An unexpected opportunity to study this problem arose in 1965 when a disabled winch and lost coring rig on an early cruise of the R.V. Eastward forced Heezen to revise his program completely. He did so, using a bottom camera with a compass and a short corer. The results of this study revealed the role that deep geostrophic contour currents, controlled by the Coriolis effect, play in the erosion, transportation, and deposition of sediments along the continental margins. These great wedges of sediment, smoothed out by deep currents flowing parallel to the contours, are now known as drifts.
Students and colleagues of Heezen—Charles Hollister, Leonard Johnson, and Anthony Laughton—further identified and surveyed many drifts in the North Atlantic and Pacific oceans, showing that these deposits are a major feature of the seafloor. Throughout his life Heezen continued to be interested in sedimentation as it related to pography and to the underlying geological structure.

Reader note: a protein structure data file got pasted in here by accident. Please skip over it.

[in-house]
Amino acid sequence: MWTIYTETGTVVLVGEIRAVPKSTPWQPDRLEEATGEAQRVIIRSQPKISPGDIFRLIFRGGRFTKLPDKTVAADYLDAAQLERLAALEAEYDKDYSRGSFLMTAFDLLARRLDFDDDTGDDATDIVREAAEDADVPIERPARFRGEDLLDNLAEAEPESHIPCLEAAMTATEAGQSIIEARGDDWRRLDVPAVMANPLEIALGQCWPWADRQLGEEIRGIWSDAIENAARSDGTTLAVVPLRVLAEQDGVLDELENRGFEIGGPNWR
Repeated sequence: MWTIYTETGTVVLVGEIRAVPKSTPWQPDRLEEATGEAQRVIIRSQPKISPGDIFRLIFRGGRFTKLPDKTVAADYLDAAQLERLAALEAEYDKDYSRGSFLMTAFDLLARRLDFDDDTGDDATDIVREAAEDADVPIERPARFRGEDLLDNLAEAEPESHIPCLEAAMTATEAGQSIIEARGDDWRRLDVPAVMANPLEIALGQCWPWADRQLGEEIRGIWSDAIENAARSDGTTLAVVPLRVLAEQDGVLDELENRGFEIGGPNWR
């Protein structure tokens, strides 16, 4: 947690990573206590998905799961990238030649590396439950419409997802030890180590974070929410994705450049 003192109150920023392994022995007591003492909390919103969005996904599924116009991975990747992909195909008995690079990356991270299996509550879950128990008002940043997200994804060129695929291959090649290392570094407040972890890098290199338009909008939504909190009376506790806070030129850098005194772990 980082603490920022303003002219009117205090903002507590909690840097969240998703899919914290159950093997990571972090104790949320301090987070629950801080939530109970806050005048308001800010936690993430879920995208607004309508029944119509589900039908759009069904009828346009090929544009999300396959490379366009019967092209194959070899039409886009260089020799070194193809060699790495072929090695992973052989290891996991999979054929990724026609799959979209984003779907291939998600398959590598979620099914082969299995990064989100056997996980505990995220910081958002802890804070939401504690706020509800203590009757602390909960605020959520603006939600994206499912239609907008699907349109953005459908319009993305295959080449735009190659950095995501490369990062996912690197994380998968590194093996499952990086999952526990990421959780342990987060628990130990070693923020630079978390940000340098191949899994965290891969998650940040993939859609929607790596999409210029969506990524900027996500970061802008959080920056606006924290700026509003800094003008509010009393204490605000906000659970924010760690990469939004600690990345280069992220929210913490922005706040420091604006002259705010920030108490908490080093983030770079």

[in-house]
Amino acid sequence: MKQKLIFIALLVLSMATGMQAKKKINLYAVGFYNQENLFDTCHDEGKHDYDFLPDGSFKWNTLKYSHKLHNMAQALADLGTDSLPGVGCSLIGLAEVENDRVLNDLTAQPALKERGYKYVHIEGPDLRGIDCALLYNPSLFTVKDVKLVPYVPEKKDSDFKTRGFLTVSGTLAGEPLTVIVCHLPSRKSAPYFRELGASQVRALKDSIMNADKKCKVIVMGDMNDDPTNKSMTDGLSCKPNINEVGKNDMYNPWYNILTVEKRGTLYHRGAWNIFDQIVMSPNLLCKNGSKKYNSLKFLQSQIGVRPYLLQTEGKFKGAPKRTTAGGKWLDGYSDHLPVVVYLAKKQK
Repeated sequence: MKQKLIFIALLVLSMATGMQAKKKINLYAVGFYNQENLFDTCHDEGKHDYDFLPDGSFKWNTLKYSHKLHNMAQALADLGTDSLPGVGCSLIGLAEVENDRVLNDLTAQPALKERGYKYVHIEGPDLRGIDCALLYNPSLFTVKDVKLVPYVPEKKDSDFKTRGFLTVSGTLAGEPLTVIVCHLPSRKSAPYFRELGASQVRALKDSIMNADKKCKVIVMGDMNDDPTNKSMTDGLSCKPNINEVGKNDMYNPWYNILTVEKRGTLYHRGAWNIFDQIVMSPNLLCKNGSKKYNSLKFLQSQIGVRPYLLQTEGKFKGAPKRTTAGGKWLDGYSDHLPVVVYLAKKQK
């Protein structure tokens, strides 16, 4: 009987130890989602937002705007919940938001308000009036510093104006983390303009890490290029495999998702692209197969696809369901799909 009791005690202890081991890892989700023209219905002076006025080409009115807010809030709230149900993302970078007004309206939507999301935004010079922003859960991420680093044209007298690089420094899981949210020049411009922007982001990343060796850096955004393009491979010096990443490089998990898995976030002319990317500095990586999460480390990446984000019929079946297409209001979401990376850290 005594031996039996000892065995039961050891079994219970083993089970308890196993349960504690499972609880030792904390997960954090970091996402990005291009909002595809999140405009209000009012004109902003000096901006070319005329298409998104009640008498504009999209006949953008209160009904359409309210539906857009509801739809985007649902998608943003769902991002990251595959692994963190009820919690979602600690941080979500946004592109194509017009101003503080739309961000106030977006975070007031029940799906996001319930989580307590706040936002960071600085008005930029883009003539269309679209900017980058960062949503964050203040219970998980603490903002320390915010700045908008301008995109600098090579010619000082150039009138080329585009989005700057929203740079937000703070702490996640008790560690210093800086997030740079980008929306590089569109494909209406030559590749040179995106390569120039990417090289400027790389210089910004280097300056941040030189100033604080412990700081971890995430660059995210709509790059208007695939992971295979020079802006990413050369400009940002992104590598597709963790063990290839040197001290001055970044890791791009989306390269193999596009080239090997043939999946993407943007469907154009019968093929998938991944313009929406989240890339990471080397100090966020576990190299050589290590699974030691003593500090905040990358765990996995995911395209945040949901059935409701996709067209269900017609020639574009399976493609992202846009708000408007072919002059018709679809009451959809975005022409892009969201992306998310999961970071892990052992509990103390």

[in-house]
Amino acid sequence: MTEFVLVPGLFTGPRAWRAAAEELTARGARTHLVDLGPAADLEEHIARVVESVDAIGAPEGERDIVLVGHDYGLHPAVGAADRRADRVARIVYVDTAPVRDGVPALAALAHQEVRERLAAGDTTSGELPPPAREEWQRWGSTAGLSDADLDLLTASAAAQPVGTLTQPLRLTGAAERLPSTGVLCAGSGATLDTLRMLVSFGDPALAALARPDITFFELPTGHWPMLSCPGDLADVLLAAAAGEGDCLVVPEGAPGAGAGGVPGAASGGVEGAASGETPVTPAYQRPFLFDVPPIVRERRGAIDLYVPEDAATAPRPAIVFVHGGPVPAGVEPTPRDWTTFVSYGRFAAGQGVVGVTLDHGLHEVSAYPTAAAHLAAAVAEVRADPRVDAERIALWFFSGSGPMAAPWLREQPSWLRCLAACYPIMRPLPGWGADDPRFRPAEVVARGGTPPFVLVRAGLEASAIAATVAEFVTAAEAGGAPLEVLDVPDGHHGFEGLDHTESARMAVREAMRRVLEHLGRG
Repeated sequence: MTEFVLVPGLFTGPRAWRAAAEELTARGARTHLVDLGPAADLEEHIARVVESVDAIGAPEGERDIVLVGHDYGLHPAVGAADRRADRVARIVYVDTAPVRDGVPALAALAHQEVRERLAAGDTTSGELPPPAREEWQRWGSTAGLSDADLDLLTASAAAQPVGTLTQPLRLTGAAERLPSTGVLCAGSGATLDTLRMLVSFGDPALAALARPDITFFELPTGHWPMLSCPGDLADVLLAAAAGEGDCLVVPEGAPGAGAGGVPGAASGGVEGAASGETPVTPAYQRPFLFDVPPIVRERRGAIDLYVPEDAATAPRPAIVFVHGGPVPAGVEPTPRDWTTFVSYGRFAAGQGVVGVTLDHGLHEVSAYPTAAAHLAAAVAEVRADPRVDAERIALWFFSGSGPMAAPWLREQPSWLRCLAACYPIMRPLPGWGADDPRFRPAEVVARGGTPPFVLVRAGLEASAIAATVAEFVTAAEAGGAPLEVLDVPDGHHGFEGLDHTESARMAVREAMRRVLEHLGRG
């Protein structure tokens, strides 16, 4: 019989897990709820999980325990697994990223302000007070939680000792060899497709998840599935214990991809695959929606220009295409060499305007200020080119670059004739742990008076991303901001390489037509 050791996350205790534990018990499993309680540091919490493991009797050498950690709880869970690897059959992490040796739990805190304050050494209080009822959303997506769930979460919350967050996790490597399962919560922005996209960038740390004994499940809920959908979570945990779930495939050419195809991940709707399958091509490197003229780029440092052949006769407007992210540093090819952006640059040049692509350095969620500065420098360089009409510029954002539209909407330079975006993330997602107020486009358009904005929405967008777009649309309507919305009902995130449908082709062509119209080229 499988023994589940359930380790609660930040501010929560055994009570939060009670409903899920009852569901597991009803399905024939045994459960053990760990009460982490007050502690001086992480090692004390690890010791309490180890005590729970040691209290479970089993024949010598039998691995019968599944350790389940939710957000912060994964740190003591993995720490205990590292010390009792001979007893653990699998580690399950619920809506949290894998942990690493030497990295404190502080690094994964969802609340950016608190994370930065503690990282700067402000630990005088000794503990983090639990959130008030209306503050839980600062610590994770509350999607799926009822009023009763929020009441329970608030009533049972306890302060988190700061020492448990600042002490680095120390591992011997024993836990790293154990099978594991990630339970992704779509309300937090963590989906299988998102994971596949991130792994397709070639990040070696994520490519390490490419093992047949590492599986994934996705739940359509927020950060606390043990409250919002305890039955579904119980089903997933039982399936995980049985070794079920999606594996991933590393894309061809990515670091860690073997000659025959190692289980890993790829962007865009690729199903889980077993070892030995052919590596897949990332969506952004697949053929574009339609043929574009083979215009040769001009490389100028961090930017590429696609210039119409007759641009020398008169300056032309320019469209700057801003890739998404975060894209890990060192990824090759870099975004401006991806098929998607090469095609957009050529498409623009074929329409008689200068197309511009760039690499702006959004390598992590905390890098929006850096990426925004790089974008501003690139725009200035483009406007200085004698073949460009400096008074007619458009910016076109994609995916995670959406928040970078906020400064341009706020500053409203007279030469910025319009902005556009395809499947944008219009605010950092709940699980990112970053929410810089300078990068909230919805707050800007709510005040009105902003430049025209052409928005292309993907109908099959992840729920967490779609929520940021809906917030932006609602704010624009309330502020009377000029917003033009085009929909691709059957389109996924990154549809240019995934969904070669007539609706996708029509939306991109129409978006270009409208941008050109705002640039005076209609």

A study of the topography of the North Atlantic using data obtained from the three Mid-Atlantic Ridge expeditions of 1947–1948 was begun by Heezen and Marie Tharp in 1952; they continued to work together until Heezen’s death in 1997. A simultaneous study of earthquakes as a cause of cable failures resulted in the discovery by Marie Tharp of the seismically active rift valley as a median feature in the 40, 000-mile, world-encircling Mid-Oceanic Ridge, This discovery of the rift valley was announced by Ewing and Heezen at the 1956 meeting of the American Geophysical Union in Toronto. Therift valley, which is tensional, has associated shear features or fracture zones. Although fracture zones were discovered in the Pacific by M.F. Maury in 1939, they were not known to exist in the Atlantic until 1961, when Heezen and Tharp discovered the equatorial fracture zones and recognized that they were not mere fracture zones but a major offset between two ridge segments.